Cyber security remains one of the most challenging issues for business owners – large and small. And it seems data breaches cost UK enterprises an average of $3.88million per breach – according to IBM.
And considering much of the global workforce is now remote, it has never been more important for employees to be cyber aware.
Specops Software recently found that Clickjacking is the most common form of hacking in education at 66%. Whilst Phishing was extremely prevalent among other key industries at 71%.
This prompted Specops Software to investigate the industries without sufficient cyber security training by surveying 1,342 businesses across 11 sectors across the UK.
|Business Sector||% of businesses that have not sufficiently trained employees against cyber threats|
|Travel and Hospitality||84%|
|Education and Training||69%|
|Marketing, Advertising and PR||47%|
|Medical and Health||42%|
|Creative Arts and Design||37%|
|Computer and IT||30%|
|Charity and Voluntary Work||29%|
|Accountancy, Banking and Finance||23%|
|Recruitment and HR||19%|
On average, just 41% of employees across all sectors surveyed have not been provided adequate cyber security training.
It is perhaps unsurprising that those working in Travel and Hospitality have not been adequately trained against cyber threats (84%). It comes after EasyJet was recently targeted in a serious cyber-attack whereby email addresses and travel details for around 9million customers was breached.
In second place is Education and Training. 69% of respondents who work in this industry claim they have not been trained sufficiently against cyber threats – a worrying statistic as breaches compromise student and staff safety. In fact, cyber attacks have been increasing year-on-year as more instances are reported, with four key reasons attackers target educational institutions: DDoS attacks, Data theft, financial gain, and espionage.
Other key industries that have not provided sufficient training include Marketing, Advertising and PR (47%), Medical and Health (42%) and Charity and Voluntary Work with 29%.
Understandably, the sectors with far more stringent cyber security training processes include Legal Services (16%) and Recruitment and HR (19%).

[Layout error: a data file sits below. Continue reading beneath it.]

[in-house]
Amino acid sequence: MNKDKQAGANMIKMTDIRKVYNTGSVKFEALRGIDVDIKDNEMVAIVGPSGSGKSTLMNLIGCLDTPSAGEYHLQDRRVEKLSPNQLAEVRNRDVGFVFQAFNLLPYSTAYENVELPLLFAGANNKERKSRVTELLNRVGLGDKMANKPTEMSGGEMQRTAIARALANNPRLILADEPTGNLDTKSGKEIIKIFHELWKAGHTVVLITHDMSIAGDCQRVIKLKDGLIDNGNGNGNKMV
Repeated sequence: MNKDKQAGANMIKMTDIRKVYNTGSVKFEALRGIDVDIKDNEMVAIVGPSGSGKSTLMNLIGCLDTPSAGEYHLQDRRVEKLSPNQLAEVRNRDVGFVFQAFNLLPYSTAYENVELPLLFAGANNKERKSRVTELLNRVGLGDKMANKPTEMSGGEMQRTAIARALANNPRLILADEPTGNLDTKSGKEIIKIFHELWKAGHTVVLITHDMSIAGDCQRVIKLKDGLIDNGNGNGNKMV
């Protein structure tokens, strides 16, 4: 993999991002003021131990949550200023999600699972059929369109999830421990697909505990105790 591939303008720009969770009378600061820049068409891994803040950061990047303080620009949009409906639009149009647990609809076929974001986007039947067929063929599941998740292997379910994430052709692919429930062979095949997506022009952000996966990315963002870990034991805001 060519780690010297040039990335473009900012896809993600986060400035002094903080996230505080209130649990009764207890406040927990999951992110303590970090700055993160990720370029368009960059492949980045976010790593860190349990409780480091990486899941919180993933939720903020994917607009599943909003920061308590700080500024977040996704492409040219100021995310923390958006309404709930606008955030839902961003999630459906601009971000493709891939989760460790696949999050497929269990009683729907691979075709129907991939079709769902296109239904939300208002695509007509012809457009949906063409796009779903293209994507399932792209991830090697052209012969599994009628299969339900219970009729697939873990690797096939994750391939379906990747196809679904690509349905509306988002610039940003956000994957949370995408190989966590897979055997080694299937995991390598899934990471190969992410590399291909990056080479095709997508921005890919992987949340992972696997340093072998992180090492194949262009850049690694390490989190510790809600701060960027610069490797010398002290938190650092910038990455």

Specops also sought to find out if the level of cyber security training had changed since the beginning of COVID-19.
Out of the 1,342 respondents, the results revealed the following:
- I have been trained a lot more since COVID-19 – 21%
- I have been trained a little more since COVID-19 – 37%
- I have not been trained since COVID-19 – 42%
|Business Sector||% of businesses that have since implemented cyber security training sessions since COVID-19|
|Education and Training||76%|
|Medical and Health||65%|
|Computer and IT||39%|
|Travel and Hospitality||37%|
|Creative Arts and Design||22%|
|Charity and Voluntary Work||15%|
|Marketing, Advertising and PR||13%|
|Accountancy, Banking and Finance||10%|
|Recruitment and HR||8%|
Specops Software found on average just 29% of business sectors have initiated additional cyber security training.
94% of respondents claimed it was the responsibility of their company to keep them up to date with cyber security training, whilst 79% could not identify if they were hacked!
To further complement the survey, Specops Software’s Cyber Security Expert Darren James has provided some expertise:
- Why is it important for all employees to be trained?
The fact of the matter is that you can put as many security systems and procedures in place as you wish, but usually the weakest link is always the human being involved. Providing cyber security training is essential. Subjects such as password hygiene, email scam/phishing/malware awareness, social media usage etc. are important and the more attention we can bring to it via training at work, the less likely people in general will fall victim to these crimes.
- Should companies integrate training on a regular basis and how often?
Generally, it’s a good idea to provide basic training to everyone, and to all new employees, so everyone is at least on the same page. Then, it is a good idea to promote awareness through the use of a good password policy, and maybe when IT experience interactions with users e.g. service desk/desktop support etc. provide further reminders where appropriate. Some “high risk” users such as IT admins, HR and finance teams should have regular awareness training.
- What can companies do to ensure training is kept up to date, especially now everyone is working from home?
Working from home represents another challenge when providing training. You can send emails out or put something on an extranet/intranet page, but let’s be honest not many people are going to willingly go and look. Try arranging a “working from home cyber security awareness” call if possible – whether it is per team, or with team managers who can then pass on key information.
Please see the full research here: https://specopssoft.com/blog/uk-business-sectors-lacking-cyber-security-training/